Situated on the Giza Plateau, on the west bank of the River Nile, is the mysterious Great Sphinx. Carved out of a large block of limestone, the impressive monumental sculpture measures seventy-three meters long and twenty meters high. It is one of the largest and oldest monuments globally, and even today continues to fascinate Egyptologists and visitors with the mysteries it still hides.
What was the Sphinx originally called?
The name Sphinx came into use during classical antiquity, but it is still impossible to know what it was called when it was built since it is not mentioned in any inscription from the Old Kingdom. What we do know is that in the New Kingdom, it was called Hor-em- akhet, meaning Horus of the horizon. In addition, the Greek sphinx was a mythological beast with the body of a lion, the head of a woman, and the wings of an eagle, despite how the Egyptian sphinxes lack wings and have a male head.
The removable beard
For centuries, the Sphinx wore a long beard that ended up falling off at some point in its history.
The French archaeologist Vassil Dobrev affirms that the beard was not carved with the original sculpture, since when it came off, it did not damage the chin. Thus, the false beard would be added later, surely during the restoration project of Thutmose IV, in the fourteenth century BC (back when the hipster trend of growing a beard started). The remains of the beard of the Great Sphinx are currently preserved in the British Museum.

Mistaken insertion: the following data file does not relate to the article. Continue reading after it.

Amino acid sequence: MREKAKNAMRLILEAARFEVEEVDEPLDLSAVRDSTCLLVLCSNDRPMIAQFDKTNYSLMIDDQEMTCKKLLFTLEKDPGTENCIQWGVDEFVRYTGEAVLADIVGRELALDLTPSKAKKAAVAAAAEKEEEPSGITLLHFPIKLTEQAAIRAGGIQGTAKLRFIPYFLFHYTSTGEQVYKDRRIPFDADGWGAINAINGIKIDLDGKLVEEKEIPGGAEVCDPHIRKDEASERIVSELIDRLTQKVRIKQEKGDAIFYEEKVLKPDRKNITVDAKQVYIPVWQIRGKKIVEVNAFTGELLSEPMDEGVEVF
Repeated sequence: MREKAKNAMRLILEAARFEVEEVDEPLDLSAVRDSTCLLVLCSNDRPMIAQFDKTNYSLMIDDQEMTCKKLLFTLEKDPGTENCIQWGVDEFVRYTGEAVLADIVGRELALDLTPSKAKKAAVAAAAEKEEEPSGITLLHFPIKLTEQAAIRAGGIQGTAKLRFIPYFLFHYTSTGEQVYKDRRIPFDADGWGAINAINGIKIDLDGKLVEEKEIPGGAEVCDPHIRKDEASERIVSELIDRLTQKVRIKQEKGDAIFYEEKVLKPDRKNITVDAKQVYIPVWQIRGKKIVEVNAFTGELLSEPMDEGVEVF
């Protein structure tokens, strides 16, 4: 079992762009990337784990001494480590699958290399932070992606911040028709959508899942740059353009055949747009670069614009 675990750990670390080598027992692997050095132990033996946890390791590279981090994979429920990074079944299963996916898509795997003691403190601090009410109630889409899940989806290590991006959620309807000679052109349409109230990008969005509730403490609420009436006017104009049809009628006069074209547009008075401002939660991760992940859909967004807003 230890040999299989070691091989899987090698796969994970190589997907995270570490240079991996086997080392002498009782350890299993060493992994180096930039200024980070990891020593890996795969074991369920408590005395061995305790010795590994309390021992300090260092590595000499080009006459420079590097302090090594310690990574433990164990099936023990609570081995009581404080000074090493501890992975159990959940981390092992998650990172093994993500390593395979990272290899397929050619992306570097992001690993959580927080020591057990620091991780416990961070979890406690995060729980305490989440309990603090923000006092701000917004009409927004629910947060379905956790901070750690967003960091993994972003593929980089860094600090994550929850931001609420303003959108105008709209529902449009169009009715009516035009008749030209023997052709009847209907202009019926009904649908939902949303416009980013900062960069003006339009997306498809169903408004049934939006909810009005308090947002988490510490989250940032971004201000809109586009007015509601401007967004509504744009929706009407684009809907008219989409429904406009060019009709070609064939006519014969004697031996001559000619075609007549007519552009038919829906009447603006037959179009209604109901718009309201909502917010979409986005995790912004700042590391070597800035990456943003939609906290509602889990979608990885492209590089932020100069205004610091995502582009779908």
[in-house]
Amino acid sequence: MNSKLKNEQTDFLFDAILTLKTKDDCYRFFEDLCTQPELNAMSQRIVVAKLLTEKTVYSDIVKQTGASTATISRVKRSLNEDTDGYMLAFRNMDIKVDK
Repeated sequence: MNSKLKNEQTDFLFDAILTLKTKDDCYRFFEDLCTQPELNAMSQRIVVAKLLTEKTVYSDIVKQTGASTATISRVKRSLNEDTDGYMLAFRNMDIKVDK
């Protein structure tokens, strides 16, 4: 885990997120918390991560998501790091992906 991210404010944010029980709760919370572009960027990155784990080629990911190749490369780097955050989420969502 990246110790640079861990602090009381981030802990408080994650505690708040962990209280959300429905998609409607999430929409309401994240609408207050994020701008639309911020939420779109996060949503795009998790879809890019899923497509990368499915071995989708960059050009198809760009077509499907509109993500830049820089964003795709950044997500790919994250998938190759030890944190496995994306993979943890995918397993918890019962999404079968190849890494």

Centuries sleeping under the sand
During its life of thousands of years, the Great Sphinx has been a victim of the desert sands. The first known restoration of the Sphinx occurred thanks to Thutmose IV when it lay almost completely buried under the sands. Subsequent centuries almost completely buried the monument again, until in the 1920s when it was completely excavated.
When was the Sphinx built?
Although there is still controversy today regarding the exact date of construction, it is generally accepted that it was built around 2500 BC by Pharaoh Khafre, the builder of the second pyramid of Giza. However, there are others researchers, let’s say unorthodox, who trace the date of construction to around twelve thousand years ago – the middle of the Age of the Ice.
The tail of the Sphinx
Perhaps it is obvious that having the body of a lion, the Great Sphinx has a tail (I was going to put a tail, but I have discarded it to avoid jokes in bad taste), but when I saw it live for the first time, I was surprised that the end of the gigantic sculpture has a large coiled tail.
The workers who built the Sphinx ate like kings
Although we have the traditional image that the workers who built the pyramids were slaves who worked at the rhythm of the whip, the excavations led by the Egyptologist Mark Lehner have revealed that the workers were well fed and received top-quality meat from cows, sheep, and goats.
A million sunrises
The Great Sphinx is oriented from west to east, so if we consider that it is estimated to be at least four thousand five hundred years old, the Great Sphinx has seen more than a million sunrises throughout its long life.